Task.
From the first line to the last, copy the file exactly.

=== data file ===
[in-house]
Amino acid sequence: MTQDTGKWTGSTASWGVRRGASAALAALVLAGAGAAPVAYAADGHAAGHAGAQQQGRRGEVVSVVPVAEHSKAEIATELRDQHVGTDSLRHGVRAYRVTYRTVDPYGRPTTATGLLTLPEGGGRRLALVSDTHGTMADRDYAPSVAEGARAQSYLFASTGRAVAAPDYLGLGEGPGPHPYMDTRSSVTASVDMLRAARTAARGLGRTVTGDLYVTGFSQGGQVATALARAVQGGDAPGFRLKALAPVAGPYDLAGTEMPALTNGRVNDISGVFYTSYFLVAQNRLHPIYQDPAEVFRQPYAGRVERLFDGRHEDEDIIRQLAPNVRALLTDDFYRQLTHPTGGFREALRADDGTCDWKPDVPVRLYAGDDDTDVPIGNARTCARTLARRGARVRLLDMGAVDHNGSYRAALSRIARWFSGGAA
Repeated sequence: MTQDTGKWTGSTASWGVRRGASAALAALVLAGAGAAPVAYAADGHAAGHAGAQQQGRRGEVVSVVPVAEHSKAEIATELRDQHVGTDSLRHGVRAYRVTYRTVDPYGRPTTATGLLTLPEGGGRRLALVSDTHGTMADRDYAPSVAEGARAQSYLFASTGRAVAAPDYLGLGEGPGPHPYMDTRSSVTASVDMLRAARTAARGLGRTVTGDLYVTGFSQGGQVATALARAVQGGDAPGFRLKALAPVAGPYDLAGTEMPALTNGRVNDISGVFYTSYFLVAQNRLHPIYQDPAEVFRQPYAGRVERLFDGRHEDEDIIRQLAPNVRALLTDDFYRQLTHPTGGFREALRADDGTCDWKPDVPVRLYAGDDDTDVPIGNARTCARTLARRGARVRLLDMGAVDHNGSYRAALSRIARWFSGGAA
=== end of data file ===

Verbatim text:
[in-house]
Amino acid sequence: MTQDTGKWTGSTASWGVRRGASAALAALVLAGAGAAPVAYAADGHAAGHAGAQQQGRRGEVVSVVPVAEHSKAEIATELRDQHVGTDSLRHGVRAYRVTYRTVDPYGRPTTATGLLTLPEGGGRRLALVSDTHGTMADRDYAPSVAEGARAQSYLFASTGRAVAAPDYLGLGEGPGPHPYMDTRSSVTASVDMLRAARTAARGLGRTVTGDLYVTGFSQGGQVATALARAVQGGDAPGFRLKALAPVAGPYDLAGTEMPALTNGRVNDISGVFYTSYFLVAQNRLHPIYQDPAEVFRQPYAGRVERLFDGRHEDEDIIRQLAPNVRALLTDDFYRQLTHPTGGFREALRADDGTCDWKPDVPVRLYAGDDDTDVPIGNARTCARTLARRGARVRLLDMGAVDHNGSYRAALSRIARWFSGGAA
Repeated sequence: MTQDTGKWTGSTASWGVRRGASAALAALVLAGAGAAPVAYAADGHAAGHAGAQQQGRRGEVVSVVPVAEHSKAEIATELRDQHVGTDSLRHGVRAYRVTYRTVDPYGRPTTATGLLTLPEGGGRRLALVSDTHGTMADRDYAPSVAEGARAQSYLFASTGRAVAAPDYLGLGEGPGPHPYMDTRSSVTASVDMLRAARTAARGLGRTVTGDLYVTGFSQGGQVATALARAVQGGDAPGFRLKALAPVAGPYDLAGTEMPALTNGRVNDISGVFYTSYFLVAQNRLHPIYQDPAEVFRQPYAGRVERLFDGRHEDEDIIRQLAPNVRALLTDDFYRQLTHPTGGFREALRADDGTCDWKPDVPVRLYAGDDDTDVPIGNARTCARTLARRGARVRLLDMGAVDHNGSYRAALSRIARWFSGGAA